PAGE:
The tumor growing on the right 8th nerve produces auditory nerve irritation (ringing) and neuron death (deafness). Dizziness, nystagmus, nausea, and vomiting are signs of vestibular nerve involvement. Facial pain and loss of the corneal reflex on the right are also consistent with involvement of the sensory division of the 5th nerve on the right. Weakness of the muscles of the upper and lower face on the right implicates the motor division of the 7th nerve. Unsteadiness in standing and walking is attributable to involvement of the nearby cerebellar peduncles or the cerebellum. The evidence mostly indicates involvement of the peripheral divisions of the 5th, 7th and 8th cranial nerves and the cerebellum. This is a tumor derived by a overgrowth of Schwann cells originating on the vestibular nerve of the 8th nerve just within the internal auditory canal. As it grows the tumor extends into the posterior cranial fossa to the angle between the cerebellum and the pons. In this lateral position it compresses the 5th, 7th and, less often, the 9th and 10th cranial nerves.

  10. #20
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    Midbrain Lesion - VASCULAR LESIONS - SUPERIOR ALTERNATING HEMIPLEGIA (WEBER'S SYNDROME)

    A Sample Case: A 55 year old woman had abdominal surgery 2 weeks before suddenly remarking to her husband that she was seeing double. She also felt a weakness in her left arm and leg. Her husband noticed that her right eyelid was drooping.

    At the hospital she was awake, well oriented with normal memory. Her general physical condition was good. Her speech was articulate and the content was good. Her visual fields were normal but when asked to open her eyes the right eyelid did not open fully. When asked to look straight ahead the right eye was deviated to the right. On attempted lateral gaze to the left only the left eye responded. When asked to converge the eyes only the left eye was adducted and only the left eye showed pupillary constriction. Only the left eye constricted in response to light.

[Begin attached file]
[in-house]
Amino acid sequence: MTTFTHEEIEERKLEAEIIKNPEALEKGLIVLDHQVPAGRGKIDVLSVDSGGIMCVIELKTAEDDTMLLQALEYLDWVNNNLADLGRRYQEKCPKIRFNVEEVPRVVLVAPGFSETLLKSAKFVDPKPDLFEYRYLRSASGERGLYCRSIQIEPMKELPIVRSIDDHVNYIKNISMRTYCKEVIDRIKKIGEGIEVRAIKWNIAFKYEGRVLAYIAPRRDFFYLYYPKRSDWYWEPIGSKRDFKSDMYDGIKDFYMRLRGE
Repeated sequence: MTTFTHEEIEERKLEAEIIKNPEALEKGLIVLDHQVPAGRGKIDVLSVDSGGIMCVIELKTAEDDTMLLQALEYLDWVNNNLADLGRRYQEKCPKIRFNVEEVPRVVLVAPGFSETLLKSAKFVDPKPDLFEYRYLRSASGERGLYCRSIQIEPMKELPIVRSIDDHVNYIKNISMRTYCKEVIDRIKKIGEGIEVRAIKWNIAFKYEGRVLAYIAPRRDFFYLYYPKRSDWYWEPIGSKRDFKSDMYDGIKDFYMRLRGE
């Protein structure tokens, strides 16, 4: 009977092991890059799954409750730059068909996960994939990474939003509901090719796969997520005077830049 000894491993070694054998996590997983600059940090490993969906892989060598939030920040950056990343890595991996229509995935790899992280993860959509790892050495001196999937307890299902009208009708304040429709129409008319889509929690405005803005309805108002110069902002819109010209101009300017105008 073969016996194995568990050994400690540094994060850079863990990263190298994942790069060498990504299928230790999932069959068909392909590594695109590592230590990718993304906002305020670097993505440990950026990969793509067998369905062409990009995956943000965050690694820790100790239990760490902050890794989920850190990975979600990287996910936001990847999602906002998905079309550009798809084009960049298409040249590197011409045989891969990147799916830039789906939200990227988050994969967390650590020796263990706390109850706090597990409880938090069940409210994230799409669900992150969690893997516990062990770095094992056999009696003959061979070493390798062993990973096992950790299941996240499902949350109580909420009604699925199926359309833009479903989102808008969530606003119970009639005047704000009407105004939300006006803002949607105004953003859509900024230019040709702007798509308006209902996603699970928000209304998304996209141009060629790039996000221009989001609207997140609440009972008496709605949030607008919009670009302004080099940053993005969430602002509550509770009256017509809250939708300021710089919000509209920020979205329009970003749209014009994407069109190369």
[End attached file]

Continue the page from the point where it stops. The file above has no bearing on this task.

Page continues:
Upon smiling there was a minor weakness on the left. Her palate elevated symmetrically, gag reflex was normal, and corneal and jaw jerk responses were normal. The tongue protruded midline.

    Motor strength was normal in the extremities on the right but was reduced on the left, especially in the arm where there was an increased biceps reflex and resistance to passive stretch.

    Sensory examination was normal for the face and body on both sides.


    Explanation -

    The patient's complaint of weakness of the left arm and leg and the confirmation of spastic paresis, most marked in the upper extremity, indicates involvement of the corticospinal tract, either at high cervical levels of the cord on the left or somewhere above the cord on the right. The finding of cranial nerve signs (oculomotor) places the lesion above the cord on the right.

    The major cranial nerve sign involves the fibers of the right oculomotor nerve. The cause of the patient's complaint of diplopia is explained by the neurologic exam wherein the right medial rectus muscle is paralyzed upon attempted lateral gaze to the left and in convergence. Vision in optic nerves was normal but there was failure of the right pupil to constrict to light or upon convergence. This indicates injury to the parasympathetic component of the 3rd nerve in addition to fibers supplying the extrinsic muscles of the eye and the eyelid. This places the lesion in the midbrain. The sensory examination was normal indicating that the tegmentum of the midbrain was spared. Except for an minor facial weakness cranial nerve motor functions were unaltered.

    These symptoms place the lesion in the crus cerebri, probably more medially since the arm was more severely affected than the leg, where oculomotor fibers exit into the interpeduncular fossa. The sudden onset after abdominal surgery suggests a vascular infarct. The vessels supplying this area are the short penetrating paramedian branches of the basilar and posterior cerebral arteries.